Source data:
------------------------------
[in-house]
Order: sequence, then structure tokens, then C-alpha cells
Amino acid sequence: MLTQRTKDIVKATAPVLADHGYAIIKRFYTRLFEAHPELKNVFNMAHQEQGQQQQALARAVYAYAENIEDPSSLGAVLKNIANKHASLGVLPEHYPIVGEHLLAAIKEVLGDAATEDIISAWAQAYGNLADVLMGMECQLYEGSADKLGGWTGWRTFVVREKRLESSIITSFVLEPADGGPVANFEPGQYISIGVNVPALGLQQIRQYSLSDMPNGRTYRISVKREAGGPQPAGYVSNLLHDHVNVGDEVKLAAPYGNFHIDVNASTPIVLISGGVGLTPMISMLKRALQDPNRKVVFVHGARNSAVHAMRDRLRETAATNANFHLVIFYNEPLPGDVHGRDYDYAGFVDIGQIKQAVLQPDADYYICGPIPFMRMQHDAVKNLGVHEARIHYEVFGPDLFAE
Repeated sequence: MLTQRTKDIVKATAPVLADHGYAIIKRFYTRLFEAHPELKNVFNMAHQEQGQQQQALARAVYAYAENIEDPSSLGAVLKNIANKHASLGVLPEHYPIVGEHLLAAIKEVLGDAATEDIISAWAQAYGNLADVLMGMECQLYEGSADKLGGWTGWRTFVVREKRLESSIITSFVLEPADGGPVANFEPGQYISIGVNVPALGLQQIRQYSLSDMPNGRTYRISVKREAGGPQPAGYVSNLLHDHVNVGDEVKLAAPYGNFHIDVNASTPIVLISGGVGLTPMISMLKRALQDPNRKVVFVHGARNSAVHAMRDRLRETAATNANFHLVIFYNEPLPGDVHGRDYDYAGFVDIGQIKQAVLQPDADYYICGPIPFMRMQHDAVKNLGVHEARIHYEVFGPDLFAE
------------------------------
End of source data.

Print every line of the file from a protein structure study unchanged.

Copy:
[in-house]
Order: sequence, then structure tokens, then C-alpha cells
Amino acid sequence: MLTQRTKDIVKATAPVLADHGYAIIKRFYTRLFEAHPELKNVFNMAHQEQGQQQQALARAVYAYAENIEDPSSLGAVLKNIANKHASLGVLPEHYPIVGEHLLAAIKEVLGDAATEDIISAWAQAYGNLADVLMGMECQLYEGSADKLGGWTGWRTFVVREKRLESSIITSFVLEPADGGPVANFEPGQYISIGVNVPALGLQQIRQYSLSDMPNGRTYRISVKREAGGPQPAGYVSNLLHDHVNVGDEVKLAAPYGNFHIDVNASTPIVLISGGVGLTPMISMLKRALQDPNRKVVFVHGARNSAVHAMRDRLRETAATNANFHLVIFYNEPLPGDVHGRDYDYAGFVDIGQIKQAVLQPDADYYICGPIPFMRMQHDAVKNLGVHEARIHYEVFGPDLFAE
Repeated sequence: MLTQRTKDIVKATAPVLADHGYAIIKRFYTRLFEAHPELKNVFNMAHQEQGQQQQALARAVYAYAENIEDPSSLGAVLKNIANKHASLGVLPEHYPIVGEHLLAAIKEVLGDAATEDIISAWAQAYGNLADVLMGMECQLYEGSADKLGGWTGWRTFVVREKRLESSIITSFVLEPADGGPVANFEPGQYISIGVNVPALGLQQIRQYSLSDMPNGRTYRISVKREAGGPQPAGYVSNLLHDHVNVGDEVKLAAPYGNFHIDVNASTPIVLISGGVGLTPMISMLKRALQDPNRKVVFVHGARNSAVHAMRDRLRETAATNANFHLVIFYNEPLPGDVHGRDYDYAGFVDIGQIKQAVLQPDADYYICGPIPFMRMQHDAVKNLGVHEARIHYEVFGPDLFAE